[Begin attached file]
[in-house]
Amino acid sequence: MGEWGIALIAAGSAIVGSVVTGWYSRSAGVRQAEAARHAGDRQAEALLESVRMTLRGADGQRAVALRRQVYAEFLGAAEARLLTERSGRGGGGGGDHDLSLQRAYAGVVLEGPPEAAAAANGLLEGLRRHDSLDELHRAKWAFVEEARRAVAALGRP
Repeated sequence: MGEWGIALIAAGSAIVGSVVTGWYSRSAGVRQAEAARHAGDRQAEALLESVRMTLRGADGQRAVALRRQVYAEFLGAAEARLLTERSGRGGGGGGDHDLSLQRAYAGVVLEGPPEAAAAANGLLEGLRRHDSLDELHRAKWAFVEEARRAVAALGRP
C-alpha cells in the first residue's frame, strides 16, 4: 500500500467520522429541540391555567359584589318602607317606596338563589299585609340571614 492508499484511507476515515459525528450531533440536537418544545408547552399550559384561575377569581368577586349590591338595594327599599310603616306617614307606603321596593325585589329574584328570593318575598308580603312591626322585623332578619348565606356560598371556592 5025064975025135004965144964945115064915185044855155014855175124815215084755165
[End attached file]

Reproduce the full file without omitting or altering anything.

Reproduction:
[in-house]
Amino acid sequence: MGEWGIALIAAGSAIVGSVVTGWYSRSAGVRQAEAARHAGDRQAEALLESVRMTLRGADGQRAVALRRQVYAEFLGAAEARLLTERSGRGGGGGGDHDLSLQRAYAGVVLEGPPEAAAAANGLLEGLRRHDSLDELHRAKWAFVEEARRAVAALGRP
Repeated sequence: MGEWGIALIAAGSAIVGSVVTGWYSRSAGVRQAEAARHAGDRQAEALLESVRMTLRGADGQRAVALRRQVYAEFLGAAEARLLTERSGRGGGGGGDHDLSLQRAYAGVVLEGPPEAAAAANGLLEGLRRHDSLDELHRAKWAFVEEARRAVAALGRP
C-alpha cells in the first residue's frame, strides 16, 4: 500500500467520522429541540391555567359584589318602607317606596338563589299585609340571614 492508499484511507476515515459525528450531533440536537418544545408547552399550559384561575377569581368577586349590591338595594327599599310603616306617614307606603321596593325585589329574584328570593318575598308580603312591626322585623332578619348565606356560598371556592 5025064975025135004965144964945115064915185044855155014855175124815215084755165